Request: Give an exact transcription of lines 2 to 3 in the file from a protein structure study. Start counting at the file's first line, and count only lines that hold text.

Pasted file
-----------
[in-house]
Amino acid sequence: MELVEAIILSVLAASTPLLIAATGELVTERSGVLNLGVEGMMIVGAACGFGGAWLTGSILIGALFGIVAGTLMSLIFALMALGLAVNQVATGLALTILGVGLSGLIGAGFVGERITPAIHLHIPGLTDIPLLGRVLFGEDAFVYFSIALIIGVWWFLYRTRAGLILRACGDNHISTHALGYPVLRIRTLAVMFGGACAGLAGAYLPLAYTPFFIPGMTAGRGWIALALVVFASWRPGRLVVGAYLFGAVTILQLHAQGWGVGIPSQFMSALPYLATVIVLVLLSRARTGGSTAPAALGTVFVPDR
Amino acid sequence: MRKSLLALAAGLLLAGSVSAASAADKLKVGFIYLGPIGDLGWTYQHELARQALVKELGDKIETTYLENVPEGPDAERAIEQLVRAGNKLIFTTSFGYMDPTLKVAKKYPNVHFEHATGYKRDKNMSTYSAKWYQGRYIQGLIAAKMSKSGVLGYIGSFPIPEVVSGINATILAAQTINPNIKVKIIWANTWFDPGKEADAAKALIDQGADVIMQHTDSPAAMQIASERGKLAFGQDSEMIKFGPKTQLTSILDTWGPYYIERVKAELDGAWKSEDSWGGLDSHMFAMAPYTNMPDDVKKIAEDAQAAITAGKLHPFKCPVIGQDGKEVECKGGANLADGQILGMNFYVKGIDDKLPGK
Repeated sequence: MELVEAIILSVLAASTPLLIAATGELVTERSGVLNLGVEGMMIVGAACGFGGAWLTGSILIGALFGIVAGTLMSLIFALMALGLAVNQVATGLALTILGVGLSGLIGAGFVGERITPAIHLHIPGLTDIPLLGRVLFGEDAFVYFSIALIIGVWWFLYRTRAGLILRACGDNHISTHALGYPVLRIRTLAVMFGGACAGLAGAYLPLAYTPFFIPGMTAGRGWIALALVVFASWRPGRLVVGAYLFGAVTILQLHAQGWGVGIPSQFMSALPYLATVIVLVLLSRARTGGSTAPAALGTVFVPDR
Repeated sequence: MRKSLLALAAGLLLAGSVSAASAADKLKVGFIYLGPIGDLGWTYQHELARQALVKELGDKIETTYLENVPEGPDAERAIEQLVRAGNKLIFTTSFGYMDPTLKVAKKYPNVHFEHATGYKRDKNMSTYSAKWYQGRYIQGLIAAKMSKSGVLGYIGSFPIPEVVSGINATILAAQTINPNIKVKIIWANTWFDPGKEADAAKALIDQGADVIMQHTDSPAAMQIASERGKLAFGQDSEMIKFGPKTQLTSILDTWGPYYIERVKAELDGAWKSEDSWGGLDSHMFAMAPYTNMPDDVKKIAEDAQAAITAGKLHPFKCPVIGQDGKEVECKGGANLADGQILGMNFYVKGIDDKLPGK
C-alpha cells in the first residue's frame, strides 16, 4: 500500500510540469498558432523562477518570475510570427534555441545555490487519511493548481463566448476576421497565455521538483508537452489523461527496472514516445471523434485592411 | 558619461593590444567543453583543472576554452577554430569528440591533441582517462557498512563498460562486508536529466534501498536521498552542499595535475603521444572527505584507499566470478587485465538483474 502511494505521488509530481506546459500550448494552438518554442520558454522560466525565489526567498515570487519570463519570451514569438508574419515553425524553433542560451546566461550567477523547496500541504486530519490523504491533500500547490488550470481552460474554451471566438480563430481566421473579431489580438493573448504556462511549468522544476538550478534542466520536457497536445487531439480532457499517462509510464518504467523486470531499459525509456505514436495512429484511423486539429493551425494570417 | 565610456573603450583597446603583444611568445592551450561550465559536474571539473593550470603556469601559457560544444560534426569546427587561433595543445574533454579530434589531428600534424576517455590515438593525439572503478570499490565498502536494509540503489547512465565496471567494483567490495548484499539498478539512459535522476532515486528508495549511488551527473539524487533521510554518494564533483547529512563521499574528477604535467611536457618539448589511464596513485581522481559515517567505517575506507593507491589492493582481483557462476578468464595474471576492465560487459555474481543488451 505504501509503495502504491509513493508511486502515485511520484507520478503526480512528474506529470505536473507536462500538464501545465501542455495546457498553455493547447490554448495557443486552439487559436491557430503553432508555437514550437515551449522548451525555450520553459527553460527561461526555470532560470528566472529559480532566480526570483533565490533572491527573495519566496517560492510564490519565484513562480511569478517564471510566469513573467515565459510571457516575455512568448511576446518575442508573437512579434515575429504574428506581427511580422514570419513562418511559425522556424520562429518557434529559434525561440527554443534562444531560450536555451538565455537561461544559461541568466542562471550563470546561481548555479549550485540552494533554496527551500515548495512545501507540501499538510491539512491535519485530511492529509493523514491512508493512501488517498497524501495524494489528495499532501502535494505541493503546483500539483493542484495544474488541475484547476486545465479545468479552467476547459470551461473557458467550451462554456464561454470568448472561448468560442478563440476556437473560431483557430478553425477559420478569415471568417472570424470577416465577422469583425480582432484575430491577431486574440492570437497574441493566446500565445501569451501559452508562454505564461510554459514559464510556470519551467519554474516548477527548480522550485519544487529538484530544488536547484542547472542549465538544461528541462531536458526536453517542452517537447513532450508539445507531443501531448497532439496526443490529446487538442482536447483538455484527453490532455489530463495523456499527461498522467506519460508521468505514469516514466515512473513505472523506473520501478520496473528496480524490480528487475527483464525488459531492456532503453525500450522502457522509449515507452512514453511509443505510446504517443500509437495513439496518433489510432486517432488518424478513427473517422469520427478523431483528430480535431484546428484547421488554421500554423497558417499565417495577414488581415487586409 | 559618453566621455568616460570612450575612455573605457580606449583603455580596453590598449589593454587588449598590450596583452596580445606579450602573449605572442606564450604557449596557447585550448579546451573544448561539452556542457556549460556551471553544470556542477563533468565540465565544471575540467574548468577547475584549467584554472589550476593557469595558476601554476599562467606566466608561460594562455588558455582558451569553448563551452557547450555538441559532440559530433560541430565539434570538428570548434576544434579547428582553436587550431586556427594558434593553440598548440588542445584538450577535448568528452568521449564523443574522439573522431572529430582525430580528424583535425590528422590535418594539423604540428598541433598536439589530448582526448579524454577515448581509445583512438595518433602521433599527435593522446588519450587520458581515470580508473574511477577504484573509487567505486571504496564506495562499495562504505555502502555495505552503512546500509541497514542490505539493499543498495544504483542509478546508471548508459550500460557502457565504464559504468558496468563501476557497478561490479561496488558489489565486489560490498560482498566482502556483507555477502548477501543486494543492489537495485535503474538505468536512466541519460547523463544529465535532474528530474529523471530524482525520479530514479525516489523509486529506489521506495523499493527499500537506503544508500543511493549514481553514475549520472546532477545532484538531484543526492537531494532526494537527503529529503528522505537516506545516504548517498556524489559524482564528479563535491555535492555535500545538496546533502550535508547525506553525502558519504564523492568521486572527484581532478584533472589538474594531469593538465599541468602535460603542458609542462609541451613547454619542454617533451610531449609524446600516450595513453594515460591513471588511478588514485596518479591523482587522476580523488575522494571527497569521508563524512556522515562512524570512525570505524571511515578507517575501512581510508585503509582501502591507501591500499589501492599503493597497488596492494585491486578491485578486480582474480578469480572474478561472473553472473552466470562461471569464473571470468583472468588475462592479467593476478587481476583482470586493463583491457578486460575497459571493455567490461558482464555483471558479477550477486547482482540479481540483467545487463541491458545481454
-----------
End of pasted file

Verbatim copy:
Amino acid sequence: MELVEAIILSVLAASTPLLIAATGELVTERSGVLNLGVEGMMIVGAACGFGGAWLTGSILIGALFGIVAGTLMSLIFALMALGLAVNQVATGLALTILGVGLSGLIGAGFVGERITPAIHLHIPGLTDIPLLGRVLFGEDAFVYFSIALIIGVWWFLYRTRAGLILRACGDNHISTHALGYPVLRIRTLAVMFGGACAGLAGAYLPLAYTPFFIPGMTAGRGWIALALVVFASWRPGRLVVGAYLFGAVTILQLHAQGWGVGIPSQFMSALPYLATVIVLVLLSRARTGGSTAPAALGTVFVPDR
Amino acid sequence: MRKSLLALAAGLLLAGSVSAASAADKLKVGFIYLGPIGDLGWTYQHELARQALVKELGDKIETTYLENVPEGPDAERAIEQLVRAGNKLIFTTSFGYMDPTLKVAKKYPNVHFEHATGYKRDKNMSTYSAKWYQGRYIQGLIAAKMSKSGVLGYIGSFPIPEVVSGINATILAAQTINPNIKVKIIWANTWFDPGKEADAAKALIDQGADVIMQHTDSPAAMQIASERGKLAFGQDSEMIKFGPKTQLTSILDTWGPYYIERVKAELDGAWKSEDSWGGLDSHMFAMAPYTNMPDDVKKIAEDAQAAITAGKLHPFKCPVIGQDGKEVECKGGANLADGQILGMNFYVKGIDDKLPGK